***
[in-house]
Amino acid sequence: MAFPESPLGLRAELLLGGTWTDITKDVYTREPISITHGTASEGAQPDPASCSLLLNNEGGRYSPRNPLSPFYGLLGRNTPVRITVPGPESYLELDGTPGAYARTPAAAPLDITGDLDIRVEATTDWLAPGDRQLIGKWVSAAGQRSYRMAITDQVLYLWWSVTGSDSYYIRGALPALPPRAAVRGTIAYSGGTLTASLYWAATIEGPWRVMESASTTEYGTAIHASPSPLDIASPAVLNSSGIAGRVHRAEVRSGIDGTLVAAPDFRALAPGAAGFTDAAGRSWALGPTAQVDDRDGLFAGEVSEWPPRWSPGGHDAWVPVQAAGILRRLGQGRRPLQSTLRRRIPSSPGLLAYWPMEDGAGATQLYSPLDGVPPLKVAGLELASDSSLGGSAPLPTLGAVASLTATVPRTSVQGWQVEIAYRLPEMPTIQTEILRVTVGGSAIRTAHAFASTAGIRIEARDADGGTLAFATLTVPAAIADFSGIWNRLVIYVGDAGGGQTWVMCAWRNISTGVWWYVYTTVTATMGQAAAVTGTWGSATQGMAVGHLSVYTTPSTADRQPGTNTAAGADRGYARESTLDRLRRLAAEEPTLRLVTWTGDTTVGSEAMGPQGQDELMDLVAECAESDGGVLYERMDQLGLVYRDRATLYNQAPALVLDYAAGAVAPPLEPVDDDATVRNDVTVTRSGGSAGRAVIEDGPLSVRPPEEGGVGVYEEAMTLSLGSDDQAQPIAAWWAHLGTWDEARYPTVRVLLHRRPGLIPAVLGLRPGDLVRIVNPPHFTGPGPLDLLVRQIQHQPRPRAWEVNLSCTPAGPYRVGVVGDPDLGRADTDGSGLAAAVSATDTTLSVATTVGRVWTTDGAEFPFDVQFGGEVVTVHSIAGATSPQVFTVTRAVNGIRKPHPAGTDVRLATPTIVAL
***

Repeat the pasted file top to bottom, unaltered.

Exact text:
[in-house]
Amino acid sequence: MAFPESPLGLRAELLLGGTWTDITKDVYTREPISITHGTASEGAQPDPASCSLLLNNEGGRYSPRNPLSPFYGLLGRNTPVRITVPGPESYLELDGTPGAYARTPAAAPLDITGDLDIRVEATTDWLAPGDRQLIGKWVSAAGQRSYRMAITDQVLYLWWSVTGSDSYYIRGALPALPPRAAVRGTIAYSGGTLTASLYWAATIEGPWRVMESASTTEYGTAIHASPSPLDIASPAVLNSSGIAGRVHRAEVRSGIDGTLVAAPDFRALAPGAAGFTDAAGRSWALGPTAQVDDRDGLFAGEVSEWPPRWSPGGHDAWVPVQAAGILRRLGQGRRPLQSTLRRRIPSSPGLLAYWPMEDGAGATQLYSPLDGVPPLKVAGLELASDSSLGGSAPLPTLGAVASLTATVPRTSVQGWQVEIAYRLPEMPTIQTEILRVTVGGSAIRTAHAFASTAGIRIEARDADGGTLAFATLTVPAAIADFSGIWNRLVIYVGDAGGGQTWVMCAWRNISTGVWWYVYTTVTATMGQAAAVTGTWGSATQGMAVGHLSVYTTPSTADRQPGTNTAAGADRGYARESTLDRLRRLAAEEPTLRLVTWTGDTTVGSEAMGPQGQDELMDLVAECAESDGGVLYERMDQLGLVYRDRATLYNQAPALVLDYAAGAVAPPLEPVDDDATVRNDVTVTRSGGSAGRAVIEDGPLSVRPPEEGGVGVYEEAMTLSLGSDDQAQPIAAWWAHLGTWDEARYPTVRVLLHRRPGLIPAVLGLRPGDLVRIVNPPHFTGPGPLDLLVRQIQHQPRPRAWEVNLSCTPAGPYRVGVVGDPDLGRADTDGSGLAAAVSATDTTLSVATTVGRVWTTDGAEFPFDVQFGGEVVTVHSIAGATSPQVFTVTRAVNGIRKPHPAGTDVRLATPTIVAL